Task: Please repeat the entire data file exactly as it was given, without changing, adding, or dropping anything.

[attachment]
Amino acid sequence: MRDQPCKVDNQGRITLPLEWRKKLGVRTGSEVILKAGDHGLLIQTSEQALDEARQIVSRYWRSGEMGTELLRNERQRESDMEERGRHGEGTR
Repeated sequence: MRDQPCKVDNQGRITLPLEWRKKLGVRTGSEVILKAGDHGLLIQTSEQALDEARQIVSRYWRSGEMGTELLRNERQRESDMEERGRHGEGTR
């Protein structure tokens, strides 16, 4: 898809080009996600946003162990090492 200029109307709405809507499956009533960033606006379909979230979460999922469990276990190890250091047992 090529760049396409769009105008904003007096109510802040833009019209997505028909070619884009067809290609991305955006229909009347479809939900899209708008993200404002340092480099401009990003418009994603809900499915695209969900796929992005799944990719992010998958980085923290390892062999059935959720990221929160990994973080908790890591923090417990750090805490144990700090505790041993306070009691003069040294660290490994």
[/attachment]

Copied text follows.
Amino acid sequence: MRDQPCKVDNQGRITLPLEWRKKLGVRTGSEVILKAGDHGLLIQTSEQALDEARQIVSRYWRSGEMGTELLRNERQRESDMEERGRHGEGTR
Repeated sequence: MRDQPCKVDNQGRITLPLEWRKKLGVRTGSEVILKAGDHGLLIQTSEQALDEARQIVSRYWRSGEMGTELLRNERQRESDMEERGRHGEGTR
């Protein structure tokens, strides 16, 4: 898809080009996600946003162990090492 200029109307709405809507499956009533960033606006379909979230979460999922469990276990190890250091047992 090529760049396409769009105008904003007096109510802040833009019209997505028909070619884009067809290609991305955006229909009347479809939900899209708008993200404002340092480099401009990003418009994603809900499915695209969900796929992005799944990719992010998958980085923290390892062999059935959720990221929160990994973080908790890591923090417990750090805490144990700090505790041993306070009691003069040294660290490994």